Pyre, As Told By Steam Reviews

Image: Pyre

Supergiant Games has a penchant for creating games that stand out. Pyre is no different.

The latest game from the makers of Bastion and Transistor, Pyre is a game that's an odd mix of sports and a party RPG. Like Supergiant's previous games, it's incredibly vibrant and comes with a beautiful, occasionally haunting, soundtrack.

But the main drawcard is the action, a 3v3 game where each team tries to ferry a celestial orb into the other team's pyre (read: goal). You can only move one character at a time, and each character has an aura of their own that will banish other characters if they enter into their sphere of influence. Characters with larger auras will banish those with smaller ones, however, so it becomes an interesting game of dodging, jumping, sprinting and passing, while each team tries to shuffle the orb through to the goal.

Pyre: The Kotaku Review

Pyre is a sports game about starting a revolution. In a worse game, that would be a joke, but Pyre takes both its sports and its politics seriously and combines them in an unexpectedly compelling way.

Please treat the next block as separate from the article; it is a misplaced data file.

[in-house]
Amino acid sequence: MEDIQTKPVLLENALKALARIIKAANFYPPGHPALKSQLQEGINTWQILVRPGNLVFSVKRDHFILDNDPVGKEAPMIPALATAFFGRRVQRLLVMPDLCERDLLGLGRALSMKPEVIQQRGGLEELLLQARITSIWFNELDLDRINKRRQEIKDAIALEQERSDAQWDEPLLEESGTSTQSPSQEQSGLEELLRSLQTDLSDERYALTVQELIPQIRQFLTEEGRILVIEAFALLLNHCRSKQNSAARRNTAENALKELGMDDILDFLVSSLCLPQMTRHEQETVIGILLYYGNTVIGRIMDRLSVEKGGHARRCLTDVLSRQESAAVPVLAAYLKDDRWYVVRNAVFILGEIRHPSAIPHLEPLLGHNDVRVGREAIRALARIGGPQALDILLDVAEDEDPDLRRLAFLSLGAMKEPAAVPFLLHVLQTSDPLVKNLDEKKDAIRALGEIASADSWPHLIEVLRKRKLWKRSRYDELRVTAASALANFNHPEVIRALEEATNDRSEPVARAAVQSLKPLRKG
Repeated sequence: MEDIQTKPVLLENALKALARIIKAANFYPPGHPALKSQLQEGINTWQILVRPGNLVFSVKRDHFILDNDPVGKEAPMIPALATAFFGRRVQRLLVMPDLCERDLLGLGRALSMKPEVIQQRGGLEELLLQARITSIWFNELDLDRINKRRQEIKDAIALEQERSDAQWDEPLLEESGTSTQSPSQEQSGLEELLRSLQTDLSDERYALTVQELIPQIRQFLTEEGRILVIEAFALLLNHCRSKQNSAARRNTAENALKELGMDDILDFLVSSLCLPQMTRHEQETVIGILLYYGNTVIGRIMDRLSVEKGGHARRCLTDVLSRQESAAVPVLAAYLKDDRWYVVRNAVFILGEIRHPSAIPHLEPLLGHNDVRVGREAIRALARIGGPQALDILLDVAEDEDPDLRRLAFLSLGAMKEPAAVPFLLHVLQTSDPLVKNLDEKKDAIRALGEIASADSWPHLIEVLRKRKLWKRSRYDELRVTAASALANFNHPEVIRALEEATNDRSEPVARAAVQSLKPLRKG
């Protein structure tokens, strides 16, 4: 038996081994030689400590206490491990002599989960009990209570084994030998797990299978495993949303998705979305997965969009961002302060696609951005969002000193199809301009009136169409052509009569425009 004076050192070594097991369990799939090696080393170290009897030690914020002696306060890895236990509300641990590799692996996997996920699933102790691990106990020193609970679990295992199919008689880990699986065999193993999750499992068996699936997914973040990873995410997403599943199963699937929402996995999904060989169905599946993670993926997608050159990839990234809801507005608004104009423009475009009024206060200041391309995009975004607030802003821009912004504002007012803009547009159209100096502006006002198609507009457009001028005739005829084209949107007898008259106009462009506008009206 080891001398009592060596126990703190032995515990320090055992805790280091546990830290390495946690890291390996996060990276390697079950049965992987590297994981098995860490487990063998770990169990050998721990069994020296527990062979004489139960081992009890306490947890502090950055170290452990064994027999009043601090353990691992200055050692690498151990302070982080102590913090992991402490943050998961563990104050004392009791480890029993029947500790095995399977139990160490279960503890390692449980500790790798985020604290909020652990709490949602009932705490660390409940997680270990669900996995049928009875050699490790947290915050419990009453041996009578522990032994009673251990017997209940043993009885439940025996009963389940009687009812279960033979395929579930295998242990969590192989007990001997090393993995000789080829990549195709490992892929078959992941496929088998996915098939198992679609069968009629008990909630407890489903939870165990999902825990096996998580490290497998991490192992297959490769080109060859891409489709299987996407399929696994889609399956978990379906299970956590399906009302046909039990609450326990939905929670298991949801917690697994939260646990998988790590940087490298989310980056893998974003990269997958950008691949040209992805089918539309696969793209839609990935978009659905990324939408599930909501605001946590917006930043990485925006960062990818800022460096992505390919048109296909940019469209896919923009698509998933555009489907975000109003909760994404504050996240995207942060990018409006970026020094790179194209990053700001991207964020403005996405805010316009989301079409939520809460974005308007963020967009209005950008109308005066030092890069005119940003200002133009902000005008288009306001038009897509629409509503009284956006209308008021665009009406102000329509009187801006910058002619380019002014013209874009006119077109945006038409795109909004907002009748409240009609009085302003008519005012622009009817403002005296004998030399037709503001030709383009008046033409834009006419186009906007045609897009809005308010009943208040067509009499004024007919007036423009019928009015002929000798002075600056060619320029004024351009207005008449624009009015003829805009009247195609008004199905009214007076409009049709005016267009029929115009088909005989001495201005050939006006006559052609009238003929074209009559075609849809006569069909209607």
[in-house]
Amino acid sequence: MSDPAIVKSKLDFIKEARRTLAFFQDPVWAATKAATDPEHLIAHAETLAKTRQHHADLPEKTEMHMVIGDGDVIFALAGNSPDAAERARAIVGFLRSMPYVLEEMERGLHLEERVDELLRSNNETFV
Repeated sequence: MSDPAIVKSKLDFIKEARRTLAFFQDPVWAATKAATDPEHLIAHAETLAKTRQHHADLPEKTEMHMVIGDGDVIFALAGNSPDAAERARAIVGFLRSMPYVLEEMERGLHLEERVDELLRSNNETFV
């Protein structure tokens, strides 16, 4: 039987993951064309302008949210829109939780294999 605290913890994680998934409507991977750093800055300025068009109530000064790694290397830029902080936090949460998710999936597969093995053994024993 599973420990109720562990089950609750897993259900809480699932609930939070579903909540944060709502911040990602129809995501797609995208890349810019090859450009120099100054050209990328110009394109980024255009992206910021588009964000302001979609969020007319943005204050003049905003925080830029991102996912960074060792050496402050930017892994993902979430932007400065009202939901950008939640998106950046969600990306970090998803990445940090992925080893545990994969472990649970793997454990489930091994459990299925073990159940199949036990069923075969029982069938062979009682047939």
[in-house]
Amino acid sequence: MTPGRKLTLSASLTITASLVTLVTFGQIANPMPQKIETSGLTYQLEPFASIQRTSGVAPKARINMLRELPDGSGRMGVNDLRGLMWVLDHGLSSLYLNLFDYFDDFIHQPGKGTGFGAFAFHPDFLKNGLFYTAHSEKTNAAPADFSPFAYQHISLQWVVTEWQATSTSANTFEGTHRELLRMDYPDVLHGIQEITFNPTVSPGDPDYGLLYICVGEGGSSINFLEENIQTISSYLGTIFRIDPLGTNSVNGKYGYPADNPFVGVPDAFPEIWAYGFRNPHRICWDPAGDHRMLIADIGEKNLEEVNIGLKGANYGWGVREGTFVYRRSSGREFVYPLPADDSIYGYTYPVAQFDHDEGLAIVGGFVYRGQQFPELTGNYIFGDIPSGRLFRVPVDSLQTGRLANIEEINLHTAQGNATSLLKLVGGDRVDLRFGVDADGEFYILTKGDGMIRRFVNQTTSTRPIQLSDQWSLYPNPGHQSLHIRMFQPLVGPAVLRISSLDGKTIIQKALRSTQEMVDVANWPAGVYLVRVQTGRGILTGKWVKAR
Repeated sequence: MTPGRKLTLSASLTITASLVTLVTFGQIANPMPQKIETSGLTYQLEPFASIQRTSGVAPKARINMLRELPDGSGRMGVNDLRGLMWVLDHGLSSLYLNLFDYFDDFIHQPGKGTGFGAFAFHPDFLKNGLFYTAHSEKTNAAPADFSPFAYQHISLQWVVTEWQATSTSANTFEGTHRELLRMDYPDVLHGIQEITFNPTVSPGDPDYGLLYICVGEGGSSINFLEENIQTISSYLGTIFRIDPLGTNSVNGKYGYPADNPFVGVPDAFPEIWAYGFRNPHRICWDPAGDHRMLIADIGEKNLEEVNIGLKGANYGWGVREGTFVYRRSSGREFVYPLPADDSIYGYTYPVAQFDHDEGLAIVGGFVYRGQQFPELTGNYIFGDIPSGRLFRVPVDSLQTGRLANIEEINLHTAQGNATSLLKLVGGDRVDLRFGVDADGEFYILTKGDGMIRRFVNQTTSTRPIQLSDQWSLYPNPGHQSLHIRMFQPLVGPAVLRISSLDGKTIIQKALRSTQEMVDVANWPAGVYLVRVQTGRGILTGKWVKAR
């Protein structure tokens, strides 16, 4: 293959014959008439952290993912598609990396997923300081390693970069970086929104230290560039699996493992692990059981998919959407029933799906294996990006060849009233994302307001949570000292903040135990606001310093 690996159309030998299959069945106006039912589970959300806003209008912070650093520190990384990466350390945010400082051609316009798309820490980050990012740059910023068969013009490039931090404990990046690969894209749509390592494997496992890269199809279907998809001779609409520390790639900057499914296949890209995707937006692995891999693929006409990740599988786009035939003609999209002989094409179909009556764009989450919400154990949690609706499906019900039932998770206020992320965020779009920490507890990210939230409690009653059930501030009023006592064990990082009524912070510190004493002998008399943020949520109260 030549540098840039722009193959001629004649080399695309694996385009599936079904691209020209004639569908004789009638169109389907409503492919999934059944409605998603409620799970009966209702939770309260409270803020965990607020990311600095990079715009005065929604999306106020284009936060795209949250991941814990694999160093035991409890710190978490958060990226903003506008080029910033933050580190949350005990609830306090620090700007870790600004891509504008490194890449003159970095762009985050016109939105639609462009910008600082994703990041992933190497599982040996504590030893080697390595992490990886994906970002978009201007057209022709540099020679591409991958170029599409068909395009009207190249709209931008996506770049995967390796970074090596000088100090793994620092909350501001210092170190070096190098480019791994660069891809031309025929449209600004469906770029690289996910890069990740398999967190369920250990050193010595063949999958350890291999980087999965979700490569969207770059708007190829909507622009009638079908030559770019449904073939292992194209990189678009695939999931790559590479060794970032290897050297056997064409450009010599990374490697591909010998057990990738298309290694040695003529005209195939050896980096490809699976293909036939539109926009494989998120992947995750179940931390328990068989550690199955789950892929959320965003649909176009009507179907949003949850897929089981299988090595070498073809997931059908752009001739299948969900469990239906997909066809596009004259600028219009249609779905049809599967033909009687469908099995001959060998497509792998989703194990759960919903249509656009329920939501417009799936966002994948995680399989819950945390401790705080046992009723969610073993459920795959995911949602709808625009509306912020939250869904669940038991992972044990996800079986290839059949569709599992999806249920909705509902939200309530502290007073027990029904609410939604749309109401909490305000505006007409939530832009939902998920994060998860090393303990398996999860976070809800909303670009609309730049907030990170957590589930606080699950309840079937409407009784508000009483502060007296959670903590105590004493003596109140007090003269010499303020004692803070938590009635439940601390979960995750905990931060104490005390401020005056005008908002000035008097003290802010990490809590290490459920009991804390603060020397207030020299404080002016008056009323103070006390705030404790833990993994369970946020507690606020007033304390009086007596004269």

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Sitting at an 87% user rating from almost 900 reviews at the time of writing, Pyre's take on football - it's more American football than soccer, at least in my experience - has been broadly well received. Some users have likened it to "anime football", while others enjoyed the fact that you could do "slam dunks with your dog". The soundtrack has gone down a treat, though, and the overall look of Pyre's world and characters has been enjoyed even amongst the negative reviews.

Criticisms of the game range from the visual novel style used to tell the story, which some users argued was uninteresting. Others also complained that the gameplay lacked variety, and that the upgrade paths and game twists didn't offer the same kind of momentous decision that players faced in Transistor or Bastion.

Here's what Steam users are saying about Pyre:

Images: Steam


    From what little I've seen, it's hard to imagine this game having any lasting appeal. Hopefully it does well, but it's not for me.

    "Supergiant Games has a penchant for creating games that sound out"

    ... stand out, perhaps?

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